The Motorola Quantico has a 1,000-entry phone book with room in each entry for five numbers, two e-mail addresses, a birthday, a Web address, notes, and a street address. You can organize contacts into caller groups, add a photo for caller ID, and assign one of 17 alerts and sounds for either ringtones or message alert tones. You can choose a silent option as well.
Basic features include a vibrate mode, a speakerphone, text and multimedia messaging, a datebook, an alarm clock, a world clock, a calculator, a tip calculator, a notepad, and a stopwatch. More advanced features include Bluetooth, voice commands, a wireless Web browser, and A-GPS with support for turn-by-turn directions. The push-to-talk feature is only available in MetroPCS versions of the phone.
The Quantico comes with a music player, which requires a microSD card to function. It has the basic player interface, plus the capability to set songs on repeat or shuffle, and you can create and edit playlists on the fly. The player supports AAC, AAC+, AAC+ Enhanced, AMR NB, MIDI, MP3, WAV, and WMA v9 file formats. It supports up to 8GB microSD cards.
The 1.3-megapixel camera on the Quantico can take pictures in four resolutions (1280x1024, 640x480, 320x240, and Picture ID), six white balance presets, and four color effects. Other camera settings include a self-timer, picture frames, brightness, and the choice of four shutter sounds plus a silent option. The photo quality is surprisingly good for such a simple camera. Though images do look a bit washed out, the overall color is good, and it's not as blurry as we expected. The Quantico also has a camcorder that can record in 176x144 resolution in four different lengths--2 minutes, 5 minutes, fit to memory, or fit to MMS. It has settings similar to those of the still camera.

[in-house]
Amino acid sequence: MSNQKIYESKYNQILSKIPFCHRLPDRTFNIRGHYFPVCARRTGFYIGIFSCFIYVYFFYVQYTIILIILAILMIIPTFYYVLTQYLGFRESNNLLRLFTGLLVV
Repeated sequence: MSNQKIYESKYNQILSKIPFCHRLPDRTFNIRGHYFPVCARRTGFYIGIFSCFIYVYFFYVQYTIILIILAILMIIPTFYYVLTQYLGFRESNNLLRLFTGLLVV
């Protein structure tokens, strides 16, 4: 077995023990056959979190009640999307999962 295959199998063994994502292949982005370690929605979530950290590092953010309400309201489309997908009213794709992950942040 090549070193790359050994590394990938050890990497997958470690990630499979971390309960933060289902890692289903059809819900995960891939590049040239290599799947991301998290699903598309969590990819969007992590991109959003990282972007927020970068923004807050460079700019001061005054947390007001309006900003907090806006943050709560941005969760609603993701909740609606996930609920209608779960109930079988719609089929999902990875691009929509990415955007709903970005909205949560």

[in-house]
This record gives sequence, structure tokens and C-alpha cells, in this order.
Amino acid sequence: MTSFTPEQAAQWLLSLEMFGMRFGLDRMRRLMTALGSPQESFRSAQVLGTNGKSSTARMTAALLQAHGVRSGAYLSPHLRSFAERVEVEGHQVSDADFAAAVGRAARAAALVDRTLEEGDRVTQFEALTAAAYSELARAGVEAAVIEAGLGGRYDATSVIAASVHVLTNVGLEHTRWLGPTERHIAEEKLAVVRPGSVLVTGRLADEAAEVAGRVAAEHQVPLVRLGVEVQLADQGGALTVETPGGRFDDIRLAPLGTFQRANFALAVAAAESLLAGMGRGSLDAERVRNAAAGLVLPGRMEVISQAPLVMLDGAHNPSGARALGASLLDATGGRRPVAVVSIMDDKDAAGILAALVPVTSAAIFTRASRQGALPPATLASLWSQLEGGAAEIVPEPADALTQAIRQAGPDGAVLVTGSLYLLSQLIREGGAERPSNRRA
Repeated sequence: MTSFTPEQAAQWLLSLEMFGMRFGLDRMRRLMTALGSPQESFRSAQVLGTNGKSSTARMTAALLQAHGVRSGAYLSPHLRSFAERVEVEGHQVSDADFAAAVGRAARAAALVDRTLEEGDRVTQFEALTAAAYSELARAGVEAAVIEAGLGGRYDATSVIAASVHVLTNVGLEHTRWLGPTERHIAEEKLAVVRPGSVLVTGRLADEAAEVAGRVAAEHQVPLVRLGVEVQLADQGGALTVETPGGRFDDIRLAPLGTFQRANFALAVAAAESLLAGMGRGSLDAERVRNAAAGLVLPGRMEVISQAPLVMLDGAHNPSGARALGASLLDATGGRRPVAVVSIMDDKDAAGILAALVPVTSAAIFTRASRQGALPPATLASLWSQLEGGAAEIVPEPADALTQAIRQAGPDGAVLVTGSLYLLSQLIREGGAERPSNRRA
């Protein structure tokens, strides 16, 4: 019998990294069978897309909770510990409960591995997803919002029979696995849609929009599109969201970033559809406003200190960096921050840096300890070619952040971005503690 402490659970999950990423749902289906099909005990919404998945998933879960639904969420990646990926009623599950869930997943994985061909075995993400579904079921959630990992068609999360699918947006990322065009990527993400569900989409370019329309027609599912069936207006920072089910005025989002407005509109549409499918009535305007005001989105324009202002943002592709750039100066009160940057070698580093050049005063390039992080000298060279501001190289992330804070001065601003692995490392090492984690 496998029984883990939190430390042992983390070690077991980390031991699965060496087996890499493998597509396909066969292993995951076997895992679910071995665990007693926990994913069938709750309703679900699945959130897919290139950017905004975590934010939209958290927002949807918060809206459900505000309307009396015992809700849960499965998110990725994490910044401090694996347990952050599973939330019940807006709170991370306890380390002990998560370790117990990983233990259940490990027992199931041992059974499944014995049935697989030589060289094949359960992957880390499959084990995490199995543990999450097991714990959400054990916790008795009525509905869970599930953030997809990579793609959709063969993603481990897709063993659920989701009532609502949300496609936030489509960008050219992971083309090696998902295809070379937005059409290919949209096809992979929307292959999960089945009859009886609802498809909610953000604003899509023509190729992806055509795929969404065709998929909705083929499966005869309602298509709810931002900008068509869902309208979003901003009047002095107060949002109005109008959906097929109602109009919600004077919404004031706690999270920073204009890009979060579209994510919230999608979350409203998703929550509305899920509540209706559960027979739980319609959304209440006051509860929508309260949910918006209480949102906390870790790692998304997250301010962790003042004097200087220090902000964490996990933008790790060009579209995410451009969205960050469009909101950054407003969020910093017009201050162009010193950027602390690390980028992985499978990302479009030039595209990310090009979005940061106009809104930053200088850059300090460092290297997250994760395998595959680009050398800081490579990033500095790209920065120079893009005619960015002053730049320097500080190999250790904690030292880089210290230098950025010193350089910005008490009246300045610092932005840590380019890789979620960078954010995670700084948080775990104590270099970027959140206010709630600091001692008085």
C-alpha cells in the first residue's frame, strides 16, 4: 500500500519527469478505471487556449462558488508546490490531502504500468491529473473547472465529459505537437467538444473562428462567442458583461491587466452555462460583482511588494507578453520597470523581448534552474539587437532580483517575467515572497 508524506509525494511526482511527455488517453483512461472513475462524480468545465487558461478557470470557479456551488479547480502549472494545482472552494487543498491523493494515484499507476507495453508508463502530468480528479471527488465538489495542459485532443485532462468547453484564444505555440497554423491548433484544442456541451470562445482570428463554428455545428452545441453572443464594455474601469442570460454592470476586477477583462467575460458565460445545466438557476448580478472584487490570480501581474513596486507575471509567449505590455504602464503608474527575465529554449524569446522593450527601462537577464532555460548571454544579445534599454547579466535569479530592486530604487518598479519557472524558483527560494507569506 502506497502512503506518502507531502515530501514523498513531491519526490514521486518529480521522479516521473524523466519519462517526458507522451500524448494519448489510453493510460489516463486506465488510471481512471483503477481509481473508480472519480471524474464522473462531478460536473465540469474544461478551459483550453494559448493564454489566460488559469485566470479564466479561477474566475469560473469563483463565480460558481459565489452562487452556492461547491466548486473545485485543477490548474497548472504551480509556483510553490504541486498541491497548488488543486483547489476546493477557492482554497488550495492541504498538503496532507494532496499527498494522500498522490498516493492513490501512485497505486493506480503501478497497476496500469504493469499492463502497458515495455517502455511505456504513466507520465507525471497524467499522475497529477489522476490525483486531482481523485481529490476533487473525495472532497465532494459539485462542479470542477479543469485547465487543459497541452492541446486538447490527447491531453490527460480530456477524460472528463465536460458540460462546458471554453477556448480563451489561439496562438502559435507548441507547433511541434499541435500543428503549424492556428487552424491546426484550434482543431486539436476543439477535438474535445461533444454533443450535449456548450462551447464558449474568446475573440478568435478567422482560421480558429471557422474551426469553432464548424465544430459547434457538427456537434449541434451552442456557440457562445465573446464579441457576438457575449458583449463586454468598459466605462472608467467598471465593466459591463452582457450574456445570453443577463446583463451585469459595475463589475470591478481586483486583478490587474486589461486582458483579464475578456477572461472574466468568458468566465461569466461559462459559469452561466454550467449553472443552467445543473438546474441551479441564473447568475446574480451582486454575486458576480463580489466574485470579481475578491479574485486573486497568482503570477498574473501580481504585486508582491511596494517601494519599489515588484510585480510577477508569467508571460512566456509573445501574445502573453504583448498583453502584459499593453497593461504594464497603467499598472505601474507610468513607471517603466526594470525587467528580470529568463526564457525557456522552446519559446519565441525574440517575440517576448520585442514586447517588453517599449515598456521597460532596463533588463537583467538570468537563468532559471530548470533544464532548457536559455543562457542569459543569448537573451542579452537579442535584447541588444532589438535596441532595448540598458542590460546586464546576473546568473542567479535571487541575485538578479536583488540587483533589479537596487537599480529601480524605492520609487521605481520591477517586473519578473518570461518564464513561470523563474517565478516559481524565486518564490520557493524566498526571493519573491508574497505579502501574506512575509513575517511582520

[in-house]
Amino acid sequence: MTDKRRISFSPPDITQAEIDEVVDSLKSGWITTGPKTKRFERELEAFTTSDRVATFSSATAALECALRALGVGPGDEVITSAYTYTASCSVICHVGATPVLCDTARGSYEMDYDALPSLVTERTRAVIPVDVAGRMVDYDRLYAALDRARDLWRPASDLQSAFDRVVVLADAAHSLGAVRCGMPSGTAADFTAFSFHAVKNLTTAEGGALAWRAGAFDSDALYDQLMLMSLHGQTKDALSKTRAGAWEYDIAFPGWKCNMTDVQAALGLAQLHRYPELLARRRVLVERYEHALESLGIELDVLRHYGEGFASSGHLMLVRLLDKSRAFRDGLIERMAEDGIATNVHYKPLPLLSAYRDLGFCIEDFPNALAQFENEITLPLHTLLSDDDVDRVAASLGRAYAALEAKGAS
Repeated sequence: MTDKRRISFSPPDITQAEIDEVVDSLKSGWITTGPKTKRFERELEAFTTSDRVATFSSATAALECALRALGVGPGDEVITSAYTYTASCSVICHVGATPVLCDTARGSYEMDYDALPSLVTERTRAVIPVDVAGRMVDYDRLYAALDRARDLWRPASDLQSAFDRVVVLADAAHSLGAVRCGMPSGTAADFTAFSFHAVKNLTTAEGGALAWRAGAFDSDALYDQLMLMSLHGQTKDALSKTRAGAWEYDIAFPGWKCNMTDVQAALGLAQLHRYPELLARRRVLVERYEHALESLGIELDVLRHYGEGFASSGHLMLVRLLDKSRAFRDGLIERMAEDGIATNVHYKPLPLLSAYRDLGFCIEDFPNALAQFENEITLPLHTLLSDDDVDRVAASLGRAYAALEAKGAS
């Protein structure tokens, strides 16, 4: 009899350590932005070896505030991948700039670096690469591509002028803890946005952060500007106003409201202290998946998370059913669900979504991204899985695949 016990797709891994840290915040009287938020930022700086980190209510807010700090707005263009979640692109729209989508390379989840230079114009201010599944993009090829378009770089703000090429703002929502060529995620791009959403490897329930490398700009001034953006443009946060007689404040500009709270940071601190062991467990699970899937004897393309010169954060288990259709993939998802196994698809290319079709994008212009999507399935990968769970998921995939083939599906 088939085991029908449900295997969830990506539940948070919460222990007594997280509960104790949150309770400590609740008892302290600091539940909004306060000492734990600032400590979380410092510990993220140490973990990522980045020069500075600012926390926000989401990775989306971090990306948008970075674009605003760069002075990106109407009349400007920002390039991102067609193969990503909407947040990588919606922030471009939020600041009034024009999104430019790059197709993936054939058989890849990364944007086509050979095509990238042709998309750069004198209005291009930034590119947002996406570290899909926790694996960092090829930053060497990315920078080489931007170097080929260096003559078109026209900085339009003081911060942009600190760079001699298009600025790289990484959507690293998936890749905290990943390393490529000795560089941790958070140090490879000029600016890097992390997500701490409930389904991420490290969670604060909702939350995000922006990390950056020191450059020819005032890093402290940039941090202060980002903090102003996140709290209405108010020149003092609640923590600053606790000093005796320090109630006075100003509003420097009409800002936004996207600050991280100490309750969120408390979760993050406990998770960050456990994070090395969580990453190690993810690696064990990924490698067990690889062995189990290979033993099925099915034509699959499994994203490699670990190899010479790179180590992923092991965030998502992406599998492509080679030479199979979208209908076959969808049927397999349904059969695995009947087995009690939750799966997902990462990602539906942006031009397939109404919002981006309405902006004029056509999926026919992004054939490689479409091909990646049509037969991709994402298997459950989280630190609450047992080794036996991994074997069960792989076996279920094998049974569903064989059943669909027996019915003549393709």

You can personalize the Quantico by changing the wallpaper and the background color of the menu interface. You can also add your own sounds or alert tones. You can buy these graphics and sounds from U.S. Cellular's Easyedge store. The Quantico only come with one game--a demo version of Namco's Pac-Man. You'll have to buy it from the Easyedge store to get the full version.
We tested the Motorola Quantico in San Francisco with 's roaming service. Call quality was quite impressive on the whole. On our end, we heard our callers very clearly with hardly any distortion. Voices sounded natural, and volume was good, too.
On their end, callers reported similarly good call quality. They did detect a tiny bit of static, but it was not a big deal. They said we sounded natural, loud, and clear. On speakerphone, we heard them just fine thanks to the loud speakers. Callers heard us fine as well, though they said our voice sounded harsh and a little scratchy at times. As for music, we would suggest using a stereo headset of some kind for the best audio quality.
The Motorola Quantico has a rated battery life of 5.8 hours talk time and 18.6 days standby time. The Quantico has a tested talk time of 5 hours and 43 minutes. According to the FCC, it has a digital SAR of 1.11 watts per kilogram.